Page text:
The move also sparked talk of a counterbid, with Lloyds-TSB, Barclays, National Westminster Bank and ABN-Amro all mentioned, with varying degrees of conviction, as possible predators.
Although the stock market reacted in favour of the deal, bankers were more sceptical. "I don't think this deal will happen," said one investment banker. "I think Bank of Ireland deserves better."
While Bank of Ireland shares rose 3.9 per cent to 1,283.5p yesterday, Alliance & Leicester shares went up by nearly 7 per cent to 929.5p reflecting the general view in the City of who had the better of the deal.
Other analysts also criticised the fact that the two banks had gone for a cumbersome dual listing structure with two headquarters, including Alliance & Leicester's Park Lane offices, because of the desire to mollify public opinion in Ireland, but which runs the risk of storing up problems for the future.
One of the key issues still to be resolved is whether the banks will retain registered offices in both London and Dublin and whether the Bank of Ireland or the Financial Services Authority in London will be the lead regulator. Although Alliance & Leicester insists it will keep its takeover protection until 2002 because of the "merger of equals" structure, bankers said it would be hard for the bank to turn down a better offer.
Analysts said any counterbidder would want to wait to see how the deal went down with Bank of Ireland's shareholders.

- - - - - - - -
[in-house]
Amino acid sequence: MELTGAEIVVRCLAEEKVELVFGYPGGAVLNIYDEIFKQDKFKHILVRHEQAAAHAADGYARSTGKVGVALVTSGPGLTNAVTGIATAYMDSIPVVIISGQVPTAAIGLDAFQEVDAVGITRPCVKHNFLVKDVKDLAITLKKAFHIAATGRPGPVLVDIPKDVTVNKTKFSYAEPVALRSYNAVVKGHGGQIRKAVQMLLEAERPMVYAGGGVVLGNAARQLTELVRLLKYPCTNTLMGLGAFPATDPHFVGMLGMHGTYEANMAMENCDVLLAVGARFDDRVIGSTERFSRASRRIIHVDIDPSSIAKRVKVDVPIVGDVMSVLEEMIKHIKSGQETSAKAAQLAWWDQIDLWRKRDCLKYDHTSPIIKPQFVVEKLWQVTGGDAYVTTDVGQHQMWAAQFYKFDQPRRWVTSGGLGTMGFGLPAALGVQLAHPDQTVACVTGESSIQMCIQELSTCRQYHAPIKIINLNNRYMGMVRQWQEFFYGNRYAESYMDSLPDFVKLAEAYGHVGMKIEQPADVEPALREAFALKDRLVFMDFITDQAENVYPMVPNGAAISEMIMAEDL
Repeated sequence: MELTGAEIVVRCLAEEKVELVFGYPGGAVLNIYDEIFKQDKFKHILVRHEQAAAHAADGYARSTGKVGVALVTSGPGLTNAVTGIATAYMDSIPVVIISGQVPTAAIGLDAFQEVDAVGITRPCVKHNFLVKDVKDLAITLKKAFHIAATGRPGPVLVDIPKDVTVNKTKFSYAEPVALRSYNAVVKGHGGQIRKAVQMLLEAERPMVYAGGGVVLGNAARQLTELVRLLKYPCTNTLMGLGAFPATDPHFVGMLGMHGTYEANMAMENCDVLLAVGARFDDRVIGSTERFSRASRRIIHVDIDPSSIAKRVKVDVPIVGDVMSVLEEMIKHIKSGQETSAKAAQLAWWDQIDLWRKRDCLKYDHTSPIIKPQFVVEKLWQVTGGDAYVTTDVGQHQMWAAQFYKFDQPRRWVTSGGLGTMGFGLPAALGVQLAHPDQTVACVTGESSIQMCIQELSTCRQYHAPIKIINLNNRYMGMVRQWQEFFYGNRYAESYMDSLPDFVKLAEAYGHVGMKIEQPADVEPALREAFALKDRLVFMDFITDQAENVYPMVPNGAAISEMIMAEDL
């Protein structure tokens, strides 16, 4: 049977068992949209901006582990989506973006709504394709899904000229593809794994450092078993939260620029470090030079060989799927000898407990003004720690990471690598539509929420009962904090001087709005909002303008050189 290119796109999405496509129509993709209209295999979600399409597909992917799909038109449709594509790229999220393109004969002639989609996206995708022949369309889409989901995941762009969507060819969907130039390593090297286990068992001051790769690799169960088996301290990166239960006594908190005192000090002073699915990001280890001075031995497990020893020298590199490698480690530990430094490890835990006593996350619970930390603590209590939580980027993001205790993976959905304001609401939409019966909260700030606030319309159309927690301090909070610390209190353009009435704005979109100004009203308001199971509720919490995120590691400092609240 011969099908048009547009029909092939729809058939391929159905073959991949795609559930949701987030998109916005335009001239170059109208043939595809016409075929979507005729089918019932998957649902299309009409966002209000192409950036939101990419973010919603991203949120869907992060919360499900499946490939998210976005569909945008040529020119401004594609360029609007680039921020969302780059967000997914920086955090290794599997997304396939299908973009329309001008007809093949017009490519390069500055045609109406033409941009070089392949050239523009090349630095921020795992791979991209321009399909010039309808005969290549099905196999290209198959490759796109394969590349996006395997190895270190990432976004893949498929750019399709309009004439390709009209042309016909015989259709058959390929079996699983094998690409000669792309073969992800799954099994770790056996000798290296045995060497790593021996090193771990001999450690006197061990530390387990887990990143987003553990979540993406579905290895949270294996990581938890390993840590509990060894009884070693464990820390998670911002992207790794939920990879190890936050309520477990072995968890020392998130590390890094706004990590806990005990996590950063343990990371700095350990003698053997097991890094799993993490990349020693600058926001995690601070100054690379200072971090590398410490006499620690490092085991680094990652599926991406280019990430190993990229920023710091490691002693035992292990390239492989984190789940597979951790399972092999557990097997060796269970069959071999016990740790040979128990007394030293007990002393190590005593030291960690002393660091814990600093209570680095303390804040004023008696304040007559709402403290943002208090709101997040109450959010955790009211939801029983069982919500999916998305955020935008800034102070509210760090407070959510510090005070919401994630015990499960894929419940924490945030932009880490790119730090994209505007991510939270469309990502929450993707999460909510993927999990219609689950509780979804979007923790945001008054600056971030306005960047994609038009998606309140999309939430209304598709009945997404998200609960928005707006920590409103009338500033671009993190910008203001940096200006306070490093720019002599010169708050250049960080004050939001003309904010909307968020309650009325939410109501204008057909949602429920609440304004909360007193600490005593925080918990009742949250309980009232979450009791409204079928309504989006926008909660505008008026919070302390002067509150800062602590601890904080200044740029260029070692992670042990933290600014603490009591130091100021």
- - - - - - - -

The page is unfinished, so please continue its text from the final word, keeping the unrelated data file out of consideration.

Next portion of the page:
The fact that Alliance & Leicester's chief executive Peter White has come out on top also disappointed some analysts. "Warburg [BOI's adviser] have not done a good job of representing their interests. Alliance & Leicester has got everything they could want," said one analyst.
The statement said that cost and revenue benefits of pounds 200m are expected and dividends will be split between shareholders on a ratio of 55 per cent to Bank of Ireland shareholders and 45 per cent to BOI.
The prospect of a deal between BOI and Alliance & Leicester turns the heat back on to the Woolwich, which spurned an earlier merger approach from Alliance & Leicester nearly two years ago. However, analysts were sceptical that the deal would prove a trigger for wide-scale consolidation among the larger banks.
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